When it comes to real estate, it seems like all Moore County thinks about these days are new subdivisions and the latest rumored sightings of a Publix.

But quietly these past 18 years, a force has helped shape Moore County for generations to come, with barely the turn of a spade.

That would be the Sandhills Area Land Trust, which has worked since 1991 to conserve and protect more than 15,000 acres in this region for the enjoyment and protection of generations.

SALT has focused its efforts in Moore, Cumberland, Hoke, Scotland, Richmond and Harnett counties, and it has protected longleaf pine ecosystems in Lee and Robeson counties.

Land trust organizations are a valuable component of the real estate environment. Through their benefactors, donors and volunteers, these organizations work to preserve fragile and environmentally significant lands in communities. Do you enjoy the Pinebluff parks? The Paint Hill trails in Weymouth Woods? The Whitehall Trail around Reservoir Park in Southern Pines? All of that is the work of SALT.

‘A Real Opportunity’

And so we admit to having some apprehension when the news hit last week that SALT would be merging with the larger and slightly older Three Rivers Land Trust, based in Salisbury. Three Rivers has protected over 26,000 acres through projects in Anson, Cabarrus, Davidson, Davie, Iredell, Montgomery, Randolph, Richmond, Rowan and Stanly counties.

The merger, expected to be done by June, will add SALT’s territory and efforts to Three Rivers and leave a field office in Moore County. As Three Rivers grows to include the Sandhills, it is only natural to be concerned about how focused the larger organization will be on this region.

But as in most businesses, scale is important. Simply, a bigger land trust organization will have greater resources and capabilities.

“We see this as a real opportunity,” said Kyle Sonnenberg, SALT board president. “The whole land trust movement has changed dramatically over the last 20 years. To protect land we have had to become more sophisticated because projects have become more complicated. To bring all the pieces together, we need more expertise in-house, and basically that is where we are today.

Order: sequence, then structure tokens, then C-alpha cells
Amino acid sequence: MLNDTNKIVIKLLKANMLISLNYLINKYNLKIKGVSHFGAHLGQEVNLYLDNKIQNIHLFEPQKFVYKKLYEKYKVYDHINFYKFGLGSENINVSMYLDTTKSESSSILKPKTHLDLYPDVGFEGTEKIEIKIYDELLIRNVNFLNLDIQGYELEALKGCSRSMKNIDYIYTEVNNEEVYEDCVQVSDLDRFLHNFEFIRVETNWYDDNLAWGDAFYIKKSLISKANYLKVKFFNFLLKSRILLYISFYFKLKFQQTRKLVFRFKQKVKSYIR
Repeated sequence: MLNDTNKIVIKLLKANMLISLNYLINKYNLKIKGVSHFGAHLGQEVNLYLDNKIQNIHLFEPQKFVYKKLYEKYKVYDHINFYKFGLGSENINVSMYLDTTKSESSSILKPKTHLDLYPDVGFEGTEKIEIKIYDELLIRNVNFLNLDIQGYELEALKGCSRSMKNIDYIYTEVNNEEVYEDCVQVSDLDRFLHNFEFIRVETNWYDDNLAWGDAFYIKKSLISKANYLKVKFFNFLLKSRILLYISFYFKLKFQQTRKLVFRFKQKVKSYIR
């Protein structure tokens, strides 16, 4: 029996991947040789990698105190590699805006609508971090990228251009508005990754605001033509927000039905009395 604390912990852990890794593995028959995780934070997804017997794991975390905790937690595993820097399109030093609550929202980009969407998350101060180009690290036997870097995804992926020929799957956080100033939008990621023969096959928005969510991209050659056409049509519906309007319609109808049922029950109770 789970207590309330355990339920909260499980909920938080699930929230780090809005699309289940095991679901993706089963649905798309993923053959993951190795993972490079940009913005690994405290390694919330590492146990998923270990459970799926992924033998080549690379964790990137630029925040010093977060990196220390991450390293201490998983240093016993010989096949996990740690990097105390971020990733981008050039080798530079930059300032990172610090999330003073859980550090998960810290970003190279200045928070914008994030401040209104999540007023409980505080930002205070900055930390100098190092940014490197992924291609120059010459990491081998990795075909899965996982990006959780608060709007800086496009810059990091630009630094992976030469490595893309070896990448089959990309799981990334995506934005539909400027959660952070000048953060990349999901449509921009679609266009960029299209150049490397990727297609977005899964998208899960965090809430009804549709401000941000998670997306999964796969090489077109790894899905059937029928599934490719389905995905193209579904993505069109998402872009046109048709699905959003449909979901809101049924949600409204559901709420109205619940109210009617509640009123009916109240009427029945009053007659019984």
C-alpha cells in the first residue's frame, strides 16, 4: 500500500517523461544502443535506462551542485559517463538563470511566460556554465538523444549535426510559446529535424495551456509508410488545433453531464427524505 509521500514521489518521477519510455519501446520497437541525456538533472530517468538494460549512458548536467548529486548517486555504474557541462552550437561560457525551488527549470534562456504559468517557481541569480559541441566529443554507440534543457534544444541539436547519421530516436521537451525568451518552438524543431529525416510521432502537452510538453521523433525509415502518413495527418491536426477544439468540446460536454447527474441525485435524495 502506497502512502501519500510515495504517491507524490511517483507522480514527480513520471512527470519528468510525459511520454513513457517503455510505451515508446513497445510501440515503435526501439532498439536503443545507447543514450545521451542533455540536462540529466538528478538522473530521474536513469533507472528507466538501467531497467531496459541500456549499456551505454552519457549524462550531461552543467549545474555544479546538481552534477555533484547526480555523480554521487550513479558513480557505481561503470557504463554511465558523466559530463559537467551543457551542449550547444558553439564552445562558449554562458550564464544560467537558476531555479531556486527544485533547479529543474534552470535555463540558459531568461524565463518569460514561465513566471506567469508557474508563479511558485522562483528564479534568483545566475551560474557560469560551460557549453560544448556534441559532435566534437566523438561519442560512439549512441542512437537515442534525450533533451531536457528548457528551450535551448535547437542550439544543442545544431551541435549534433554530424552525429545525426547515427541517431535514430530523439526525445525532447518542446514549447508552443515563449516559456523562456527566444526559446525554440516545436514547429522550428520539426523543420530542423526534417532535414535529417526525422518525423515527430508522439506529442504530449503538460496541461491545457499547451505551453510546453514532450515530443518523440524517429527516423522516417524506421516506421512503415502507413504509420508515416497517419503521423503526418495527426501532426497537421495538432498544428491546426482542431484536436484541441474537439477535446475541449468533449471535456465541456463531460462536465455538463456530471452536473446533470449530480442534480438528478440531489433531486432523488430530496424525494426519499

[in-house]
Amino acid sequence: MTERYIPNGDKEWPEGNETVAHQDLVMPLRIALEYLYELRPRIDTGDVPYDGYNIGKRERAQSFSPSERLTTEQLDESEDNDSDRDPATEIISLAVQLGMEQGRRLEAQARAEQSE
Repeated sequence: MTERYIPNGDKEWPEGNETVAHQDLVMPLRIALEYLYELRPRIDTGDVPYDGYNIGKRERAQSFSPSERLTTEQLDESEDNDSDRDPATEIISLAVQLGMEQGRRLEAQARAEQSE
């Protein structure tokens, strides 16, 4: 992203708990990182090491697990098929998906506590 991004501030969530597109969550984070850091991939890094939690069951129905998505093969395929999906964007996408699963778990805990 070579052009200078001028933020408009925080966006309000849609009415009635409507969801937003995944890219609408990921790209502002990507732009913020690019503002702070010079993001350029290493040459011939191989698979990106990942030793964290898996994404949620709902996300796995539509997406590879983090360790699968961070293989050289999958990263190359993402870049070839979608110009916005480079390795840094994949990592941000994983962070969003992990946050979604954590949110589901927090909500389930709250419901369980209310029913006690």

“Being part of a larger organization allows us to have a greater number of staff where people can specialize and we can be more efficient.”

Don’t Neglect the Sandhills

SALT has worked with great care and diligence to preserve and conserve precious lands across the Sandhills these past 20 years. As Moore County — and the greater Sandhills region — experience more growth in the coming years, those efforts are only going to become more important.

Land conservation plays an important role in ensuring we hold on to large, vital swaths of the ecosystem in order to protect a host of animal and plant species, the very things which make us unique.

But doing that will mean greater resources to reach out to donors and prospective members. Membership is key to a land trust. SALT has 485 members, while Three Rivers boasts almost three times that.

“By uniting our organizations, we will increase our ability to conserve our natural resources,” said Three Rivers Executive Director Travis Morehead. “This merger will allow us to reach more constituents and grow the base of support for local conservation.”

Most importantly, the new, larger land trust has a clear-eyed view of its relationship with the growing region. The land trust believes that development should be occurring within areas where services are more readily available, rather than sprawling out into virgin lands.

SALT has served the Sandhills well in its mission. We will be looking for that same impact from Three Rivers Land Trust.

(1) comment

Kent Misegades

Our ecosystem is anything but fragile and the surrounding forests are anything but virgin - look at photos from a hundred years ago from the region - there is hardly a tree to be seen. The best things for the environment are Capitalism and development. The wealthiest countries have the disposable income to spend on the most advanced technology for pollution reduction - the reason the US leads the world in this regard. For instance US developed fracking has led to low-cost, low-pollution natural gas. Its expanded use is the main reason that CO2 from power generation is dropping in the US but not so much in Europe, despite all their windmills and solar panels. Wildlife too likes development, otherwise we would never see all of it in our neighborhoods. Not so long ago, a bear was spotted on that nice trail around Reservoir Park, built to provide a water source for the area residents. If you want to see ugly sprawl, take a look at solar farms spreading across the area like kudzu. First go all forms of vegetation underneath them, them come the chemicals to keep the weeds away. If the land trust does anything it ought to work to prevent more ugly, land-robbing solar farms.

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